Tabula Rasa

Or, what music do we die to?

Last night I attended the opening of a new co-production by the theatre company Vanishing Point and Scottish Ensemble. Being a hybrid of more than one medium, it’s hard to quickly explain what the piece is all about. Here’s what they themselves say:

Two of Scotland’s foremost performing groups present a co-production that sets Arvo Pärt’s spiritual and mesmeric Tabula Rasa (as well as Spiegel im Spiegel and Fratres) in a theatrical context, exploring the recognised role of the piece in the care of patients during their final days.

I’m guessing someone worked very hard to manage that fair summary of the work in a single sentence. But of course, there’s much more to it than that.

Writer and director Matthew Lenton was moved by a piece in The New Yorker in which Alex Ross wrote about a phenomenon he’d noticed in those in palliative care, how they would reach out to find the right music to listen to in their final days. Often, he said the dying would ask for music they sometime referred to as the ‘angel music’, not knowing that what they were specifically requesting was the work of Arvo Pärt.

‘Several people have told me essentially this same story about the still, sad music of Pärt – how it became, for them or for others, a vehicle of solace. One or two such anecdotes seem sentimental; a series of them begins to suggest a slightly uncanny phenomenon.’ Alex Ross, The New Yorker, 2002.

Pärt’s Tabula Rasa, the blank slate, is foremost amongst those choices; Death raises hard questions, and likewise what Tabula Rasa the show seeks to do is pose hard questions to its audience. For me, like the best pieces of art, it doesn’t provide simple answers. Speaking to Matthew about this point, he told me that it’s a production that requires the audience to do some work, to fill in the blanks. And blanks there are many… There is a story here, but you make it complete yourself from the handful of short monologues delivered both movingly and comically by Pauline Goldsmith. Pauline plays an unnamed friend of Peter, who has recently died from a brain tumour. Through her we learn a little about Peter and her view of how to care for and then how to grieve for the dying. But there are many, many gaps that the audience can explore.

Likewise, the apparent, well-known emptiness of Pärt’s music leaves sometimes terrifying room for the listener to interpolate their own emotions. It’s music that constantly threatens to fall apart, but which never quite does. Its haunting qualities are what see it used in so many films and TV shows; it’s music that reaches our far beyond the classical concert hall, and this despite the fact (or maybe because of the fact) that its beauty, at times, is frightening. And I really do mean those words.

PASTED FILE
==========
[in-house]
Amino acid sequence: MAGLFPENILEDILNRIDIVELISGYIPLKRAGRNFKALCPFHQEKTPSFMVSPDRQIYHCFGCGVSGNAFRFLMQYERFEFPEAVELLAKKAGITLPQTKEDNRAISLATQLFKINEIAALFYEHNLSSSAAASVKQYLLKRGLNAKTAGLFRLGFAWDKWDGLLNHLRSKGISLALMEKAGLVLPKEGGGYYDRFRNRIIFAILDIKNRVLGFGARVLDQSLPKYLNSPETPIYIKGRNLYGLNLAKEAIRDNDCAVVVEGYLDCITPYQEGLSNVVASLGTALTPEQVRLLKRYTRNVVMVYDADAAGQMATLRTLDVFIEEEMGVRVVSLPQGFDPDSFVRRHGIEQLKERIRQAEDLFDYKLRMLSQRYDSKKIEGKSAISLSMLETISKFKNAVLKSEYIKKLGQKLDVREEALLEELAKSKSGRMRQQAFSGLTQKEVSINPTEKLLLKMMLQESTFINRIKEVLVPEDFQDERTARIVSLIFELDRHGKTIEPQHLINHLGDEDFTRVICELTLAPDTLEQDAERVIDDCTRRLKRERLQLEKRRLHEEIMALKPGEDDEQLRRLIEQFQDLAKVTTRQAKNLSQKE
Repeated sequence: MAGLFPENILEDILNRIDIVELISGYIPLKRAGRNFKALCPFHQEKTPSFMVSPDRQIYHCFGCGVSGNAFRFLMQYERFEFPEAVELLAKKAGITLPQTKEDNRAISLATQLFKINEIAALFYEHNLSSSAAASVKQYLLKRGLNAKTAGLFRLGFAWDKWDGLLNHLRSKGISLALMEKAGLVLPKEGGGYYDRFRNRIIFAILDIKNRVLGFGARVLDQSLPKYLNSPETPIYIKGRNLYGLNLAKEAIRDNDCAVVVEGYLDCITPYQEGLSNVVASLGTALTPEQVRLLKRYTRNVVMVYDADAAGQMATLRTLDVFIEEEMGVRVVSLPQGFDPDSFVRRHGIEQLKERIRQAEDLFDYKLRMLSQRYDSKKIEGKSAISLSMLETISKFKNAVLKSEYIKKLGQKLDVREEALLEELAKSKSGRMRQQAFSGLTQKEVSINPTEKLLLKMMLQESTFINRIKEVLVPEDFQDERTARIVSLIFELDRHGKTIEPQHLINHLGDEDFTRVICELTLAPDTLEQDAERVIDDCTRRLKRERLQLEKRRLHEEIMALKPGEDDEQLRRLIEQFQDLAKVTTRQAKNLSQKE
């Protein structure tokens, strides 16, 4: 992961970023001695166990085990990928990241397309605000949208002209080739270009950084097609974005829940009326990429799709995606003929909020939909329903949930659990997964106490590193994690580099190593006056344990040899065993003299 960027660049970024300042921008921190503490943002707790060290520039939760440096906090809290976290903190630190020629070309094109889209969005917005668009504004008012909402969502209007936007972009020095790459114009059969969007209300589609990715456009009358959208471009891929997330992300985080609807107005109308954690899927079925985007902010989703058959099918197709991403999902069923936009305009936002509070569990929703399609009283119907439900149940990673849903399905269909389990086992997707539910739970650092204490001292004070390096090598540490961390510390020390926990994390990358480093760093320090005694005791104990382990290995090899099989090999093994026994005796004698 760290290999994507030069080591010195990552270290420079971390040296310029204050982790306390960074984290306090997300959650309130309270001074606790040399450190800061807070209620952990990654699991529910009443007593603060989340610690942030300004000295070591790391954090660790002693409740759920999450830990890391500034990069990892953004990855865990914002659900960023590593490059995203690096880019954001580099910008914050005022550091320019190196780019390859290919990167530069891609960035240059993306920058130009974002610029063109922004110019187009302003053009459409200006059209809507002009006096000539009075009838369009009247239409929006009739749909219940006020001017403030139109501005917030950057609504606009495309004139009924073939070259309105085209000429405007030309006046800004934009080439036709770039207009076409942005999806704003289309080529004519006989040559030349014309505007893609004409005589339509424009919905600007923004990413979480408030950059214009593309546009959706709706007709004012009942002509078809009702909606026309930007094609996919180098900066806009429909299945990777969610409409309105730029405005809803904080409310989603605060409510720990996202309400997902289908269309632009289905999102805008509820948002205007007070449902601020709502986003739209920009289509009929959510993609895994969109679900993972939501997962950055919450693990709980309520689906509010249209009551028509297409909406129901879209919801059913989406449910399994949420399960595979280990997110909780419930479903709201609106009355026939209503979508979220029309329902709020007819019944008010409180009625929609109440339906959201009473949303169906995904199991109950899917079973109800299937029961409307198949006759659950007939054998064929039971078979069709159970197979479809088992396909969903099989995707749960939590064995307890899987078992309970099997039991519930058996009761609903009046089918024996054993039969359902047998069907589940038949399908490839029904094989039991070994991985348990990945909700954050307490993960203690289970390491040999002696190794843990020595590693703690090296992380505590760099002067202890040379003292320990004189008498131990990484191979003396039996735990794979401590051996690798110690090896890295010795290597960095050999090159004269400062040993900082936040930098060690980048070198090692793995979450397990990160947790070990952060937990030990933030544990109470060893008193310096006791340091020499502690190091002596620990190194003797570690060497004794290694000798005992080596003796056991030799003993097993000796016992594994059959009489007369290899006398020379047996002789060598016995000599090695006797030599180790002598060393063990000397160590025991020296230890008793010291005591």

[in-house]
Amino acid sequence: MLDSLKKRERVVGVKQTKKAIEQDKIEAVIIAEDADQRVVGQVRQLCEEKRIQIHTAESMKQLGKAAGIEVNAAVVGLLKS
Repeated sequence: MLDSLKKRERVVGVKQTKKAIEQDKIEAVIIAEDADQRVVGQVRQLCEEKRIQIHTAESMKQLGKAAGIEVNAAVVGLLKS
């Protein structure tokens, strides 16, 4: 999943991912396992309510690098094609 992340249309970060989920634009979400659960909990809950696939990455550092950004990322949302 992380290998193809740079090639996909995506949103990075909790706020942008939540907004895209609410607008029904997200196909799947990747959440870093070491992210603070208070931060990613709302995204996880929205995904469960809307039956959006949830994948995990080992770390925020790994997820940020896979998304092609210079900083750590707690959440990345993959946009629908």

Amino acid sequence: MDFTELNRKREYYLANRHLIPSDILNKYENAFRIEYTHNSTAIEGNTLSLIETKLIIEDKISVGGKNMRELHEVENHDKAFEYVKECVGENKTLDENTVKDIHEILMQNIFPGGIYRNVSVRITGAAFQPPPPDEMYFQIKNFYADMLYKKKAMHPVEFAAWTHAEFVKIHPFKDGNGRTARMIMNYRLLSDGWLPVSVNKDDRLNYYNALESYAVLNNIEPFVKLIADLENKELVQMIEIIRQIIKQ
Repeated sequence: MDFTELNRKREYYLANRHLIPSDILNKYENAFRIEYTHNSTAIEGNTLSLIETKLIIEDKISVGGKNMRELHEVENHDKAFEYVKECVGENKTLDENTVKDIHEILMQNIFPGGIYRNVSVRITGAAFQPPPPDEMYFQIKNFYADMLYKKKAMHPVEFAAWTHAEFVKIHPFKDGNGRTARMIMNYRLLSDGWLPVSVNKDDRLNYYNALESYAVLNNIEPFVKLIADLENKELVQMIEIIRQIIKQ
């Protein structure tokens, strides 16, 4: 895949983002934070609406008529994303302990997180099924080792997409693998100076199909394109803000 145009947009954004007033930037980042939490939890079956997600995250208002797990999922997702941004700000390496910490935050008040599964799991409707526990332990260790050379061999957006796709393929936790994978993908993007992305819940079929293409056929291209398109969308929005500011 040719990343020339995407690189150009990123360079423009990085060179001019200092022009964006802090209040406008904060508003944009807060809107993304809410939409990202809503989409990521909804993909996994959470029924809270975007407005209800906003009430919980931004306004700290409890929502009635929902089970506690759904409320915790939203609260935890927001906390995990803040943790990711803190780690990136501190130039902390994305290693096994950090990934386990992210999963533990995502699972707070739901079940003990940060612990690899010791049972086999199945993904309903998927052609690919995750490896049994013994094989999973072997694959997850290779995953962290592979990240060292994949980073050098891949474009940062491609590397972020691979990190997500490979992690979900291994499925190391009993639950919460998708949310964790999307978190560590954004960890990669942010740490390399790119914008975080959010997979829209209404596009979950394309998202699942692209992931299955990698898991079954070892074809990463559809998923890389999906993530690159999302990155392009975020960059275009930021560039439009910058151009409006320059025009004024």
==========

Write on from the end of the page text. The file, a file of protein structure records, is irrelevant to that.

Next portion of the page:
There’s a third element in the show, being the reason I made the trip to see it; Matthew decided to include a few readings from my book Snow (Little Toller). As I say in the book, snow is not an element but it is certainly elemental, and Matthew saw this elemental force something many of us respond to, as the final thing he required to bridge the gap between the ephemerality of the music and the everyday comedy and brutality of Peter’s story. The Tabula Rasa is of course a synonym for the empty page, the writer’s white nightmare, something else I speak about in Snow.

In an after-show discussion, the question was raised as to what links these three things: Pärt’s music, care for the dying, and snow. For me, the answer can be given in one word: fragility.

But some things are harder to answer and do not offer quick, one-word explanations. Tabula Rasa is such a thing. When Matthew says the work “requires” its audience to do some work, I recognize that impulse, to speak cautiously about what you’ve made. But there’s a more generous verb we might use: for me the piece allows the audience to work. The difference is great and I guess that Matthew only chose the verb required out of modesty. For him, the room left by the creator permits the reader or viewer or listener to bring their own imagination out of a darkened room and set it to work. I couldn’t agree more. The results are of course infinitely more powerful for an audience because each person has brought their own life and emotion into the story, achieving something that is simply impossible for the artwork that just wants to show and tell. One size will not fit all and a book or play or film that thinks it can is always going to be weaker than one that allows each person to find their own satisfaction in it.

I was going to conclude by urging you to see the piece if you can but it’s sold out on its opening week here in Scotland. I know that talks are underway to see it happen elsewhere, and I very much hope it does, but for now, it remains as ephemeral as snow itself.

Here’s the trailer from the Vanishing Point site.

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